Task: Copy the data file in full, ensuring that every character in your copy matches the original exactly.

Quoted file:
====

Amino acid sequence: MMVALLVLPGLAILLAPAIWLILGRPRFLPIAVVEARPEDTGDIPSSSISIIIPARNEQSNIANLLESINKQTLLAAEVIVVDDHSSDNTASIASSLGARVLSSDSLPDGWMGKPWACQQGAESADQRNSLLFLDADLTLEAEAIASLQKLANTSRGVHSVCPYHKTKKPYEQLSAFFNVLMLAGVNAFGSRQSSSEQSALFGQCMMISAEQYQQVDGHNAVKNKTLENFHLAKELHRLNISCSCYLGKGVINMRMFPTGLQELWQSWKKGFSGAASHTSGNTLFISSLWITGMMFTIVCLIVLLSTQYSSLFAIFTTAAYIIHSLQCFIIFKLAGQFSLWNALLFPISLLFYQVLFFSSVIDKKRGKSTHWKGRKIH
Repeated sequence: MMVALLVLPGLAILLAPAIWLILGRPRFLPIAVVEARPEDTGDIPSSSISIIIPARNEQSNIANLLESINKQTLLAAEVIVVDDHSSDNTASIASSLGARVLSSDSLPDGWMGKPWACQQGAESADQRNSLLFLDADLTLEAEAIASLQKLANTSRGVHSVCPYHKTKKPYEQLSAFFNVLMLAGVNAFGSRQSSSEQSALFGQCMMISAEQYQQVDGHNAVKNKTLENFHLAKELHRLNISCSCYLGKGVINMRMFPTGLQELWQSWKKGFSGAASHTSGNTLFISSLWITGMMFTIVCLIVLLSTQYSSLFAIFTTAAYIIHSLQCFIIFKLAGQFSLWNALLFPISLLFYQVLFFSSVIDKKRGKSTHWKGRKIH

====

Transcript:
Amino acid sequence: MMVALLVLPGLAILLAPAIWLILGRPRFLPIAVVEARPEDTGDIPSSSISIIIPARNEQSNIANLLESINKQTLLAAEVIVVDDHSSDNTASIASSLGARVLSSDSLPDGWMGKPWACQQGAESADQRNSLLFLDADLTLEAEAIASLQKLANTSRGVHSVCPYHKTKKPYEQLSAFFNVLMLAGVNAFGSRQSSSEQSALFGQCMMISAEQYQQVDGHNAVKNKTLENFHLAKELHRLNISCSCYLGKGVINMRMFPTGLQELWQSWKKGFSGAASHTSGNTLFISSLWITGMMFTIVCLIVLLSTQYSSLFAIFTTAAYIIHSLQCFIIFKLAGQFSLWNALLFPISLLFYQVLFFSSVIDKKRGKSTHWKGRKIH
Repeated sequence: MMVALLVLPGLAILLAPAIWLILGRPRFLPIAVVEARPEDTGDIPSSSISIIIPARNEQSNIANLLESINKQTLLAAEVIVVDDHSSDNTASIASSLGARVLSSDSLPDGWMGKPWACQQGAESADQRNSLLFLDADLTLEAEAIASLQKLANTSRGVHSVCPYHKTKKPYEQLSAFFNVLMLAGVNAFGSRQSSSEQSALFGQCMMISAEQYQQVDGHNAVKNKTLENFHLAKELHRLNISCSCYLGKGVINMRMFPTGLQELWQSWKKGFSGAASHTSGNTLFISSLWITGMMFTIVCLIVLLSTQYSSLFAIFTTAAYIIHSLQCFIIFKLAGQFSLWNALLFPISLLFYQVLFFSSVIDKKRGKSTHWKGRKIH